“So I can ease the pain that life can bring/Help them find the peace their spirit needs/I have been chosen for just what to do/To make a world of love for me and you.”

So goes the refrain of “I’ll Keep A Light in My Window,” a Caston & Majors original covered by the fictional girl disco group “Mylene Cruz and the Soul Madonnas.” There’s a simple way to hear this song in all its groovy glory and to understand who Mylene Cruz and her Soul Madonnas are and it’s by doing the following: watching Netflix’s “The Get Down.”

“The Get Down” is promoted as a story of the rise of hip hop in the Bronx in the late ‘70s and how rap began its path to prominence. It becomes apparent very quickly that “The Get Down” isn’t meant to be a run-of-the-mill history lesson and even though music is an integral part of it, the characters are what makes the music worth listening to.

With Part II of season one’s release on April 7, the characters I’ve missed since last summer are back in the pursuit of their dreams and the untangling of their identities. “The Get Down”’s main character, Ezekiel “Zeke” Figuero (Justice Smith) continues piecing together the plan he sees for his future, trying to reconcile the part of himself that wants a better education and a way out of the poor neighborhood he grew up in with his ardent passion for his music and his friends. His girlfriend, Mylene (Herizen F. Guardiola), finds a similar struggle in her rising fame as a disco star and the pressure put on her by her family and her record label to serve their own interests.

If you’re wondering if “The Get Down” is for you, as some people use the excuse of “I don’t like hip hop so I won’t like it,” look for similarities between what it offers as a show and what makes a good show in general. Like any quality TV show, “The Get Down” falls short of its quality if any of its key ingredients go missing: tight storytelling, that it is believable and truthful, great music, imaginative visuals, character complexity and the plot twists and cliffhangers audiences love to hate.

Part II does not disappoint when it comes to any of these points, carrying on the pattern set by Part I. When it comes to storytelling, not a moment goes wasted and no single scene passes without a greater contribution to the overall narrative. In regards to music, it’s as if the music is a character; the show is meant to show the rising progression of rap in popular music, but in 1978 when the second part is set, disco still rules the airwaves and rapping with a DJ scratching at two records is an alien concept. Its development at a small level with Zeke and his group the Get Down Brothers is shown at constant odds with the popularity of disco, even with some mention to the formation of punk rock, and is a fascinating struggle that lies at the core of the story.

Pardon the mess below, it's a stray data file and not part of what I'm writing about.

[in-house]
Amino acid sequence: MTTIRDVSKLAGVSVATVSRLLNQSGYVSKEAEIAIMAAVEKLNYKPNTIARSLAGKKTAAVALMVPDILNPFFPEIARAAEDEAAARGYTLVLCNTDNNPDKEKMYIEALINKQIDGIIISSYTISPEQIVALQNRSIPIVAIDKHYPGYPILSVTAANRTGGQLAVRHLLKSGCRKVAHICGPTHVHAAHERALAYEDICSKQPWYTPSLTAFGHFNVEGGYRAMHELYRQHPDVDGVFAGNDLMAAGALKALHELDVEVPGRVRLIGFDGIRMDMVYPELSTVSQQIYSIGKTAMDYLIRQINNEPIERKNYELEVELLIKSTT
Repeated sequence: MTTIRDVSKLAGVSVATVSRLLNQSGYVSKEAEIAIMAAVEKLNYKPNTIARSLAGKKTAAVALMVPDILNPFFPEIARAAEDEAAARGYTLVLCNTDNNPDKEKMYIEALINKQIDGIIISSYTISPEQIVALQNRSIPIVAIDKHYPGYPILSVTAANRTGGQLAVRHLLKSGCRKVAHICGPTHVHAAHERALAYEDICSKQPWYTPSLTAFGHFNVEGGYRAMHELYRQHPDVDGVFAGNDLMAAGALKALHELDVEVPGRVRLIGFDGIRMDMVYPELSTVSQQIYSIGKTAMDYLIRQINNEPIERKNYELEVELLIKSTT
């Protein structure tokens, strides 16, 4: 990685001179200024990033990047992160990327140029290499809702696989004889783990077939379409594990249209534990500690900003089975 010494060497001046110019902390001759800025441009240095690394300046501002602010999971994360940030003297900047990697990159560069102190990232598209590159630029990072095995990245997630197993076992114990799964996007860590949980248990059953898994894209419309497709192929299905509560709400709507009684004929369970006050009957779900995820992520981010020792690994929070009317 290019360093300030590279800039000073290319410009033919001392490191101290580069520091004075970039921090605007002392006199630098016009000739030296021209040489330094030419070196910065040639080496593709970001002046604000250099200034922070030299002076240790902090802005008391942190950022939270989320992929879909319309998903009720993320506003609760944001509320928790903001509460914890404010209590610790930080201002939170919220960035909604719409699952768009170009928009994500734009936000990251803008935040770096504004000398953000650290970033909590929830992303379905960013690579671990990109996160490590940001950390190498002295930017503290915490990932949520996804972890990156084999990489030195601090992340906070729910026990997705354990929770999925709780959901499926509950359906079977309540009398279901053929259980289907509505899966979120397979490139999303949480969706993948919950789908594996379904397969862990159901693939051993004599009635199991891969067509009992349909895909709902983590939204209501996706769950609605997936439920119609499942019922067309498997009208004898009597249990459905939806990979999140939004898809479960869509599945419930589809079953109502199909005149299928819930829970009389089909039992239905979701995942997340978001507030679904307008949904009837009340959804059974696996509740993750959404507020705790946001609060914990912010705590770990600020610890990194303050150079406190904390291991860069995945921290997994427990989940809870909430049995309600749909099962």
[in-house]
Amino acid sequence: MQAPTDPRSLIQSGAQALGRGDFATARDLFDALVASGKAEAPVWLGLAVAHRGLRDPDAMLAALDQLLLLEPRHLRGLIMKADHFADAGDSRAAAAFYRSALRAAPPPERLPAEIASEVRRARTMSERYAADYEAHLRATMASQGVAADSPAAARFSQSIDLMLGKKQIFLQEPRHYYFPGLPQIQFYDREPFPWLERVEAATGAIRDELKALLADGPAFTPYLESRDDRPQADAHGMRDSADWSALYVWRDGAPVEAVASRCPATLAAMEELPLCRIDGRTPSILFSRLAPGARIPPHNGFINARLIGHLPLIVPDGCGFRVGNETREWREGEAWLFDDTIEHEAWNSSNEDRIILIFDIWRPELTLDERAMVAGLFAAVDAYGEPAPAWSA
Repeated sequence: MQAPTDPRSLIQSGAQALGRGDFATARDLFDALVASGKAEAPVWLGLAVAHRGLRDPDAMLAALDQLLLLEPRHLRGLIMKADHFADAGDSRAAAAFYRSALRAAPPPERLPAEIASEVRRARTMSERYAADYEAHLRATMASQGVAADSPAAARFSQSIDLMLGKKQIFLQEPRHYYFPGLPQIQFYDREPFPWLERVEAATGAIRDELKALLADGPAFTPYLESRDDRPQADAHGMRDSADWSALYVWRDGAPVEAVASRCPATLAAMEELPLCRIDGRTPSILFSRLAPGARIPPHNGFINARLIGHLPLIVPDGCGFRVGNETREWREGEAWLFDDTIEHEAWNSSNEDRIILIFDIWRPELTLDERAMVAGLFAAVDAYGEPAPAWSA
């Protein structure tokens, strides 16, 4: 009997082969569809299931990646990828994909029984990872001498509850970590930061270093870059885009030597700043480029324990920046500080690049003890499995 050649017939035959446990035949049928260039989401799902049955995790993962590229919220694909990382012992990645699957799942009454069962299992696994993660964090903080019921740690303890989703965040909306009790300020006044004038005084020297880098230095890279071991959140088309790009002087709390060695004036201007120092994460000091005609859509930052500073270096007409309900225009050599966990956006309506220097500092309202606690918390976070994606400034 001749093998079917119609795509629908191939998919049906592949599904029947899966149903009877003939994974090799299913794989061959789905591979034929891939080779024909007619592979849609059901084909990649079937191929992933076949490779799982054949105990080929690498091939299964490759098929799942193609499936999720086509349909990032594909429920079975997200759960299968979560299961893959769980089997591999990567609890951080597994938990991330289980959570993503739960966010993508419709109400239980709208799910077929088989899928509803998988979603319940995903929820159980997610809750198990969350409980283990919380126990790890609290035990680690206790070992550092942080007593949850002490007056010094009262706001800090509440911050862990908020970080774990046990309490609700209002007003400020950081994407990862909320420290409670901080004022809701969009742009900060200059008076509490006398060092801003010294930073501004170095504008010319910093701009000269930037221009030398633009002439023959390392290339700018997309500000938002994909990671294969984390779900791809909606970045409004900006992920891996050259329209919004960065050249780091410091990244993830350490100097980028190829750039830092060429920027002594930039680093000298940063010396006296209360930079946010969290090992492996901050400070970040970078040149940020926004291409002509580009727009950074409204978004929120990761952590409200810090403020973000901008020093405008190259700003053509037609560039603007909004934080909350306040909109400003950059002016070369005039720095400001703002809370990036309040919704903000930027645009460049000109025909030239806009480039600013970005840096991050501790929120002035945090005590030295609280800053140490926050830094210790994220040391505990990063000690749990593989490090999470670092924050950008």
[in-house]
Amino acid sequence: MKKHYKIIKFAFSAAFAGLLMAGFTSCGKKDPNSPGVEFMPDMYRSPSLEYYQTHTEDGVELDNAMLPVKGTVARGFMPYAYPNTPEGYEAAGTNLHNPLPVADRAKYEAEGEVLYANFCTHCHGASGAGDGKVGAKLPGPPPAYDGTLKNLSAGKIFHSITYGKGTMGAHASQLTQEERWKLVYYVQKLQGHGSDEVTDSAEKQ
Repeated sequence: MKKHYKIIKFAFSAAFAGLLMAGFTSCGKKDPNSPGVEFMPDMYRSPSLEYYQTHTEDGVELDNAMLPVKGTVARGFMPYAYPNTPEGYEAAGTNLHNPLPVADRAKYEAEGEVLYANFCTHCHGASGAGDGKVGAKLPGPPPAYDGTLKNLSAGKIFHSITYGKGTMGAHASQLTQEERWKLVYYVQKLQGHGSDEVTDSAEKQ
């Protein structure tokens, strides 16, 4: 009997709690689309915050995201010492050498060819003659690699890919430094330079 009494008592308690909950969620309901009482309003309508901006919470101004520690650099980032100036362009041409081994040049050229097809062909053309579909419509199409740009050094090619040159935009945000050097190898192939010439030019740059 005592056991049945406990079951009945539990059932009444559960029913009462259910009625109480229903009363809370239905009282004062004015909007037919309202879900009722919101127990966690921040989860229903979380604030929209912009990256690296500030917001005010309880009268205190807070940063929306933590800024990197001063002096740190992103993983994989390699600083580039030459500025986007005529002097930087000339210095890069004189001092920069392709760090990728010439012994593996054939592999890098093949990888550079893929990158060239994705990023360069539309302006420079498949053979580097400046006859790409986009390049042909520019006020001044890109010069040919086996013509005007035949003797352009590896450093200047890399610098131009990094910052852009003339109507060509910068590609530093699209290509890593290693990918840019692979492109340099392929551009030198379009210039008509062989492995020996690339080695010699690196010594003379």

If you’re a cinematic nerd (like myself), “The Get Down” is beyond satisfying. The show was created, produced and its first episode was directed by Baz Luhrmann, famous for his direction of “Moulin Rouge!” and “The Great Gatsby” with Leonardo DiCaprio. Like his version of “Gatsby,” his episode of “The Get Down” and the episodes that follow simply glitter. It’s a visually stunning show, contrasting the brown rubble and fuzzy grayness of the Bronx with dark club interiors lit by multicolored fairy lights, reflections from disco balls and splashes of color from the endless graffiti designs. The Bronx of “The Get Down” draws you in with its promise of creation as much as it scares you away with the danger of drug deals gone wrong and gangs around every corner. The title of the very first episode does this feeling the most justice: “Where There Is Ruin, There Is Hope For Treasure.” That’s how “The Get Down” drew me in initially, how it made me excited to see it return and why it makes me desperate to see more. On the surface for these characters, there is only ruin and dead end futures. But they themselves produce the treasure the show turns out to be and you can’t for a second look away.

So if the curiousity is killing you and you just want to take the easy way out, you can always go search “I’ll Keep a Light in My Window” on Spotify and be done with it. But between Mylene and the Soul Madonnas, Zeke and his Get Down Brothers, and all the other magical, brilliant aspects that this show has to offer, this newest single is going to leave you wanting more in a way that only “The Get Down” can satisfy.

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-- Emeritus Editor in Chief-- Communication

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